Timeless Sound

Posted by Jim Morris on March 11, 2019

Photo of an AKG C 414 XL II condenser microphone
AKG C 414 XL II Microphone

The AKG C 414 condenser microphone has been in production since 1971. It evolved from the tube classic C 12 which first appeared in 1953. The C 12 and its close sibling, the Telefunken 250/251, are still coveted by recording engineers around the world. The Telefunken 250/251were manufactured by AKG and sold by Telefunken with their nameplate and used the same capsule and, in some models, the same tube and transformer.

The C 12 had two models, the C 12 in 1953 and the C 12 A in 1962. The C 414 came about with the introduction of solid-state amplifier technology powered by a DC voltage ranging from+12 to +52 instead of an external supply.

Many more versions have been produced over the years; here are some highlights:

  • 1971: C 414. Used a permanently-attached cable.
  • 1976: C 414 EB. Used a standard 3-pin XLR-type connector. At some point, the classic “CK12 capsule” was replaced with a nylon-backed version that sounded “different”. YMMV.
  • 1980: C 414 EB-P48. Standardized for +48 V phantom power, lower self-noise, improved sensitivity and headroom.
  • 1986: C 414 B-ULS. Introduced a totally new amplifier design utilizing 17 transistors instead of 4. As the longest-living C 414 model, it was in production for 18 years.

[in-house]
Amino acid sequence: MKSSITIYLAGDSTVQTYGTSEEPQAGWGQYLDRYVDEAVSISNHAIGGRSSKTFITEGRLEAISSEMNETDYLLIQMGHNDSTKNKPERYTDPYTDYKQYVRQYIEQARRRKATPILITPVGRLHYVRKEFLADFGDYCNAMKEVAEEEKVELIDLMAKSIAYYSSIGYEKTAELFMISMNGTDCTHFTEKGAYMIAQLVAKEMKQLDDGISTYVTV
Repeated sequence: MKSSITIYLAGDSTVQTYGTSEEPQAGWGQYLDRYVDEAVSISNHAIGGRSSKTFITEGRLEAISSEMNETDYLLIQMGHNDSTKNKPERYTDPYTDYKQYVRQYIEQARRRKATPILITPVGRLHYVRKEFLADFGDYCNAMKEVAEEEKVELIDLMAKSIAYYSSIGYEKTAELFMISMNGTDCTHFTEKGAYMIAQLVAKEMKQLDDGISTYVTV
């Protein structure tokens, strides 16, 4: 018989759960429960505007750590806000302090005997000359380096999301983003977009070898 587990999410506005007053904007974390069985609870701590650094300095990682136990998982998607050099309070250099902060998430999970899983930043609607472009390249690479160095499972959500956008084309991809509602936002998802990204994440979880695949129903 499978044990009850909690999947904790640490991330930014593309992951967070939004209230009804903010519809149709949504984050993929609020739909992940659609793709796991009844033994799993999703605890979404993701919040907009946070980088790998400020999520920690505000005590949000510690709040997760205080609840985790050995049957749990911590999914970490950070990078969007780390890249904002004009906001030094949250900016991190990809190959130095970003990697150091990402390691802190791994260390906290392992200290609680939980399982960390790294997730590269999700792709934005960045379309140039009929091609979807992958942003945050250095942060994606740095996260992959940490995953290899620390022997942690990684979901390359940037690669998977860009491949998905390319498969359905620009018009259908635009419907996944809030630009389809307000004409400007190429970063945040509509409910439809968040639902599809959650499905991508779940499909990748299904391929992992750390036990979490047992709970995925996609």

• 1993: C 414B TL. The first transformerless 414.
  • 1993: C 414 B-TL II. A new capsule design fitted to the C414B TL. The same capsule would later be used in the C12VR.
  • 2004: C 414 B-XLS / C 414 B-XL II. Used an internal capsule elastic suspension system for the first time. Also introduced a 5th polar pattern: Soft Cardiod.
  • 2009: C 414 XLS / C 414 XL II. The latest versions, featuring nine pickup patterns controlled by electronic switching.

Although these mics have changed quite a bit since the first pair of C414EB’s that we had, I still find them to be very powerful tools. It is still my favorite acoustic guitar mic. I also use them for certain singers, drum overheads, saxophones and flutes, guitar cabs (in conjunction with other mics), and even bass cabs and Leslie speaker upper rotors. Not bad for a design first evolved from the tube designs of the early 1950′s!!

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